The credit rating bogeyman

Written By: - Date published: 9:04 am, May 26th, 2009 - 24 comments
Categories: budget 2009 - Tags:

It’s pretty clear how Key and English plan to spin their budget. They will use the bogeyman of a credit rating downgrade to justify doing what they want to do cutting contributions to the Superannuation fund and spending on core services like health and education. They’ll attempt to overshadow the cuts by making some spending announcements to probably (hopefully, finally) something to protect jobs like the Greens’ housing insulation plan and some ‘new’ health programmes that comes out of the existing $750 million baseline increase.

My question is whether this credit rating downgrade threat is all it’s made out to be. First off, these credit ratings companies are the same ones who screwed up royally by assigning good ratings to the subprime mortgage debt so does anyone still listen to them?

Anyway, only one of the big three, S&P, has said there is any threat of our rating being downgraded. In fact, S&P isn’t that worried. All we have to do is get back into operating surplus within five years, which will happen in the boom that follows the recession (as long as we don’t do stupid things like cut taxes).

Moody’s thinks our government books are better placed to handle the recession than the US and UK.


The comparison is always made to Ireland, which was downgraded in March but we are no Ireland. We were lucky enough to have a government during the boom times that didn’t slash taxes as if the good times would last forever. Now, our debt might reach 45% of GDP by 2013 (don’t worry about projections further out than that, they’re meaningless) but Ireland’s will go past 70%, increasing at about twice the rate of our debt.

Finally, check out this the ‘yield spread’ (difference in interest rates) on Irish and German debt.


The gap (which represents extra cost of borrowing to the Irish Government) increased before the credit downgrade. Serious lenders don’t react to downgrades they react beforehand to the information the ratings agencies base their decisions on. Actually, the gap has actually got smaller since the downgrade.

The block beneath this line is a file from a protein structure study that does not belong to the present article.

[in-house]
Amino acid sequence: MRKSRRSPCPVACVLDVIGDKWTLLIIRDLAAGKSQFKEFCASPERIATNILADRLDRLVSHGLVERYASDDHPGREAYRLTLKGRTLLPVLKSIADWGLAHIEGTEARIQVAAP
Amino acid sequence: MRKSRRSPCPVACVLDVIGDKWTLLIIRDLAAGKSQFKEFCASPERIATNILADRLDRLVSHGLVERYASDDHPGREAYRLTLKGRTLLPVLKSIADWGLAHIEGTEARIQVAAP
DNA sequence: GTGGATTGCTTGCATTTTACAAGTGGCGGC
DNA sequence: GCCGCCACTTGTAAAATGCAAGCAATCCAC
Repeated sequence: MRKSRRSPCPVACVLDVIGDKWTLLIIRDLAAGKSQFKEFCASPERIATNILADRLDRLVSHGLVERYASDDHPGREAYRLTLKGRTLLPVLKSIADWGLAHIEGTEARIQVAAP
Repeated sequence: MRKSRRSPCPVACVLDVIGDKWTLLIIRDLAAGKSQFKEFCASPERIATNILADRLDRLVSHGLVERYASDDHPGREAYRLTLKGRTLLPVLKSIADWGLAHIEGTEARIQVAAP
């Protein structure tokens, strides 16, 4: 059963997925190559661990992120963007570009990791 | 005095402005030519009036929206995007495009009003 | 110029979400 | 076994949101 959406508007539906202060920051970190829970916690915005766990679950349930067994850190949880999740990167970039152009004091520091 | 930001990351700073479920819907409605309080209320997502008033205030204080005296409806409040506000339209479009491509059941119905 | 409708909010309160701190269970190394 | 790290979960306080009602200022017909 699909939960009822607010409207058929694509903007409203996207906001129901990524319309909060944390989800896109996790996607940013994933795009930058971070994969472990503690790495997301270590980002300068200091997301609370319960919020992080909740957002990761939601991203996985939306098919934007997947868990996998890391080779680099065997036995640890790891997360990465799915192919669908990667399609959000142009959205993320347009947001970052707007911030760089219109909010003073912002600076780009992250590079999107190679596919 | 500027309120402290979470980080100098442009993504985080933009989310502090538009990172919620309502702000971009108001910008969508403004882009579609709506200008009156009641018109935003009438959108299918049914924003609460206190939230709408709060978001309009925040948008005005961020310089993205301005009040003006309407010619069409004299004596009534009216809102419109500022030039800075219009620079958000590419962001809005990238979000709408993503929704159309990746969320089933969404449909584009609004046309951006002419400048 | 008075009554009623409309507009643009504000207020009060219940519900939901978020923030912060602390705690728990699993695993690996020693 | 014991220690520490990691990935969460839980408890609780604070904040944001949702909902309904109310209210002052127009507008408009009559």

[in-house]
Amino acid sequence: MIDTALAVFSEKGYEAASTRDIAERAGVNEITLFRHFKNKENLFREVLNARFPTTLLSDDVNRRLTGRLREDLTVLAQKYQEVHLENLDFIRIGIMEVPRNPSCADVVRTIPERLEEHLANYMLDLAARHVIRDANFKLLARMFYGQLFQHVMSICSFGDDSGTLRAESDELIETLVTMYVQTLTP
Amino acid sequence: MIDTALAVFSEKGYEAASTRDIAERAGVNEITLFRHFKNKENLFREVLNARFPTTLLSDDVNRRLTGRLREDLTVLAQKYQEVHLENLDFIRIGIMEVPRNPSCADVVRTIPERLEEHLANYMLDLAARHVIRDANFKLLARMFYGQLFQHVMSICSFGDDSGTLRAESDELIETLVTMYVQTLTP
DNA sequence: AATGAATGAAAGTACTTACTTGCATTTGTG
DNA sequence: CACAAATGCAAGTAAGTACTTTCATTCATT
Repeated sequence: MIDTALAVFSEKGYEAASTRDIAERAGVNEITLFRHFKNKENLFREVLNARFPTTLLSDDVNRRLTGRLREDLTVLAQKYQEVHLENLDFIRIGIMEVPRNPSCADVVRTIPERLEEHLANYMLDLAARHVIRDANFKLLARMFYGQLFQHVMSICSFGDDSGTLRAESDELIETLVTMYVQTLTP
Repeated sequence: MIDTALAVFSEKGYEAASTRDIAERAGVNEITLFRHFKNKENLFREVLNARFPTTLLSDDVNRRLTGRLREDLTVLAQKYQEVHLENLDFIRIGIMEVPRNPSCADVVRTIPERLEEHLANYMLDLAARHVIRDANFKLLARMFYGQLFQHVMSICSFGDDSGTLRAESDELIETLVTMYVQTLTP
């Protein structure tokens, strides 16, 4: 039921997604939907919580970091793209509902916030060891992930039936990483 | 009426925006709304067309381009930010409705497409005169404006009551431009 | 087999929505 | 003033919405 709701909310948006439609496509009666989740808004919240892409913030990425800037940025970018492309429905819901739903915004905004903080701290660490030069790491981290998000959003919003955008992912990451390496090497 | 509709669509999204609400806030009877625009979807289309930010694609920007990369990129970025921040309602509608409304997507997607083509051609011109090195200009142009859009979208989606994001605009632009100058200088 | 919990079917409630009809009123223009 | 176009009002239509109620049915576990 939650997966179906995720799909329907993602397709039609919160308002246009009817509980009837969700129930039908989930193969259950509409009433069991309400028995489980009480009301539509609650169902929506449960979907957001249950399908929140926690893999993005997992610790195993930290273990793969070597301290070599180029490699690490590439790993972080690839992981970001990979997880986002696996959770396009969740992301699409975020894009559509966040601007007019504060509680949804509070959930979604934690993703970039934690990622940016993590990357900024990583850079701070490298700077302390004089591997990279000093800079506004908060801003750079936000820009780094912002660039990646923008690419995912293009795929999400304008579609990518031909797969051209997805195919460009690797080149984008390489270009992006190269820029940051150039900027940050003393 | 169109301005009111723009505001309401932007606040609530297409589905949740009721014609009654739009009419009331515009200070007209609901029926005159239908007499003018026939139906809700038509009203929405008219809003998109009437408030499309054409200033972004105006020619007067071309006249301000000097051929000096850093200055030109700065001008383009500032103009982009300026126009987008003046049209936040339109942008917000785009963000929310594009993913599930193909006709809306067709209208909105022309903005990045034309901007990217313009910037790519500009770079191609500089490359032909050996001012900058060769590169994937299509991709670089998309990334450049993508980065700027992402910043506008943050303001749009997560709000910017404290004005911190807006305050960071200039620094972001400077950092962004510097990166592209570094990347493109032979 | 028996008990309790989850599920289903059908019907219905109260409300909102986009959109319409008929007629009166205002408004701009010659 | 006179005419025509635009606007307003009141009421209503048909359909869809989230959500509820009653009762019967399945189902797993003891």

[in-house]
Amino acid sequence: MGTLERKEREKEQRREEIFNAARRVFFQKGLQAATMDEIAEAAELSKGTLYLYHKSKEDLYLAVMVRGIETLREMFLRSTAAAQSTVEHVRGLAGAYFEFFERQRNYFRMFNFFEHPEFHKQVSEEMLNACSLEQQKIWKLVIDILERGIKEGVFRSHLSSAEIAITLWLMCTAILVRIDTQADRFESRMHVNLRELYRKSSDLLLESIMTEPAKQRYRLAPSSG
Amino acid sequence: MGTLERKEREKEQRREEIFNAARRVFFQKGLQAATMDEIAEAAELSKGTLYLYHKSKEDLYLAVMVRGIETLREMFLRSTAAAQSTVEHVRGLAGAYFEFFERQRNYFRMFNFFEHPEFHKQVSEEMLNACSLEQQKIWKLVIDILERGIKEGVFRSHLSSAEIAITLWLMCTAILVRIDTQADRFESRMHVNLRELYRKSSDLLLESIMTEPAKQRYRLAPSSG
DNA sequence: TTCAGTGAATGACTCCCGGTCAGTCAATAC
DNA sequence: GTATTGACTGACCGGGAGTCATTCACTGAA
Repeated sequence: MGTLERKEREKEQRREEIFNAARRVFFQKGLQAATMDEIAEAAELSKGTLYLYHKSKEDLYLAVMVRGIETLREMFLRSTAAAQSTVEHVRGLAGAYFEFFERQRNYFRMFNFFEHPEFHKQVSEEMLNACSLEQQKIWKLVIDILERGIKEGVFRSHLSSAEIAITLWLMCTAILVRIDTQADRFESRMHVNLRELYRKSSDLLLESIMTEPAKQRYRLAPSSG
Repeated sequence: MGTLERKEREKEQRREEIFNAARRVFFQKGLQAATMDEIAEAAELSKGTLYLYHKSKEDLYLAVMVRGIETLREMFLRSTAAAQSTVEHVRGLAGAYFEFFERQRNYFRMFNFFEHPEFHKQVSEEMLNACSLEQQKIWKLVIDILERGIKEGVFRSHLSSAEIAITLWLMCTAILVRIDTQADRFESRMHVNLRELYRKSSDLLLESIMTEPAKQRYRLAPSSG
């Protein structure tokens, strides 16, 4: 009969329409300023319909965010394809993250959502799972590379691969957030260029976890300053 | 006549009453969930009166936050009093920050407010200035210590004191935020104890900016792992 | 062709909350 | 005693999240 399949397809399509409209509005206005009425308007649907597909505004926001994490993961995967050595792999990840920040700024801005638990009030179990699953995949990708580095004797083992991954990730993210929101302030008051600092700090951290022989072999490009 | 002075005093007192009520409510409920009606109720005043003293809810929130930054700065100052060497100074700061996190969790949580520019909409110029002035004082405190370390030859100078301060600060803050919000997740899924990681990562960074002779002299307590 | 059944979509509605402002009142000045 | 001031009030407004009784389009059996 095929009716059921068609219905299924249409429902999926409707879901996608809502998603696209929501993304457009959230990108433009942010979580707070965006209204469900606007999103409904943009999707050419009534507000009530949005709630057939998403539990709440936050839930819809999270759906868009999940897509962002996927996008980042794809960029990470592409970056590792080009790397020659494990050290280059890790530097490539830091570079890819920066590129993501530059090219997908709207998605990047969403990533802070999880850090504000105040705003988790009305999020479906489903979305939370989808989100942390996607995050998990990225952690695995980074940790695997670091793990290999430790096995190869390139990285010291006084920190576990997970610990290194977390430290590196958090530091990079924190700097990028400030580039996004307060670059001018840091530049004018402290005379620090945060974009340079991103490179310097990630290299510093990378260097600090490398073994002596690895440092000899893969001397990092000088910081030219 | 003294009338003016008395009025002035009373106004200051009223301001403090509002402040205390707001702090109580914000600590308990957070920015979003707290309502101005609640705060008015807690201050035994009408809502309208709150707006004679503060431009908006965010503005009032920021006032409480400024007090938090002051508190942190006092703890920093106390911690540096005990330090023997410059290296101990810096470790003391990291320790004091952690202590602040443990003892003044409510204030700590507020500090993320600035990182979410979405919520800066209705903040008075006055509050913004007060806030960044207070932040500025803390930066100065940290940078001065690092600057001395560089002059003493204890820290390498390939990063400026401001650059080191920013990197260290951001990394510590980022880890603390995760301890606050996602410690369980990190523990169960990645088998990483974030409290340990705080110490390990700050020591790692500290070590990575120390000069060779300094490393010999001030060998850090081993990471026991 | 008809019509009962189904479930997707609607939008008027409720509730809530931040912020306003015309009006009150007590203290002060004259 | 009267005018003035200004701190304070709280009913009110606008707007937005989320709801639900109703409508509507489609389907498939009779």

We’re not going to get a downgrade from the discredited credit agencies and it wouldn’t be the disaster it’s cracked up to be even if it were to happen.

My next post will look at the minimum the government needs to do to maintain existing public services but one final thought on credit ratings.

Ultimately, what the ratings agencies want to know is that we are serious about keeping our finances healthy in the long-term. Our government is considering stopping payments to the Superannuation Fund, a fund which is making huge returns and means we won’t have to increase taxes in the future to pay for superannuation. Now, do you think that’s going to strike those big shot financiers as savvy fiscal policy?
-Marty G

24 comments on “The credit rating bogeyman”

  1. Rich 1

    I’m thinking that Eurozone debt might be a bit different. It’s feasable (if very unlikely) that the Irish might not default, but might instead reinvent the Punt and unilaterally convert its debt from Euros to Punt? Which wouldn’t be a total default, but would be a problem for the bondholders.

    I’m assuming that that’s a credit risk, not a currency risk.

    Whereas the NZ dollar currency risk is the main thing that drives the NZ governments cost of borrowing, not the credit risk of the government. That’s largely driven by private borrowing.

  2. Zaphod Beeblebrox 2

    It our private borrowing thats the problem. Key and English would be better off looking at ways to stop borrowing for non productive purposes like holiday baches and ponzi schemes.

  3. aj 3

    How big does the ‘boom in 5yrs’ have to be to move the government’s books back into surplus. Will growth averaging just 1.5% 2010 through to 2015 do this?